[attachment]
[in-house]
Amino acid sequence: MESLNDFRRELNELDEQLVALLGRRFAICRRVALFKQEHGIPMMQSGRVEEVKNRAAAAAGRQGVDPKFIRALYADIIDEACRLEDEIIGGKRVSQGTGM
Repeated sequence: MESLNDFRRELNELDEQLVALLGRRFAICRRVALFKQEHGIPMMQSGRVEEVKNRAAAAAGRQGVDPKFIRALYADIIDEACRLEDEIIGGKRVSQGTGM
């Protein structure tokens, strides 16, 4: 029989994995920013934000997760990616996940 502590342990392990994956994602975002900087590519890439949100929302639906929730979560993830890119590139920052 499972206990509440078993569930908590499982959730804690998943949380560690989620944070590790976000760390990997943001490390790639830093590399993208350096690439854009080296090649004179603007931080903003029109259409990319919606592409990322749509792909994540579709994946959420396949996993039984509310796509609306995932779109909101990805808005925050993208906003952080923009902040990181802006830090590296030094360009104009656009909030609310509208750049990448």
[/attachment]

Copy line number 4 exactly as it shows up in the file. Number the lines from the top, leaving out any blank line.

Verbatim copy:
């Protein structure tokens, strides 16, 4: 029989994995920013934000997760990616996940 502590342990392990994956994602975002900087590519890439949100929302639906929730979560993830890119590139920052 499972206990509440078993569930908590499982959730804690998943949380560690989620944070590790976000760390990997943001490390790639830093590399993208350096690439854009080296090649004179603007931080903003029109259409990319919606592409990322749509792909994540579709994946959420396949996993039984509310796509609306995932779109909101990805808005925050993208906003952080923009902040990181802006830090590296030094360009104009656009909030609310509208750049990448």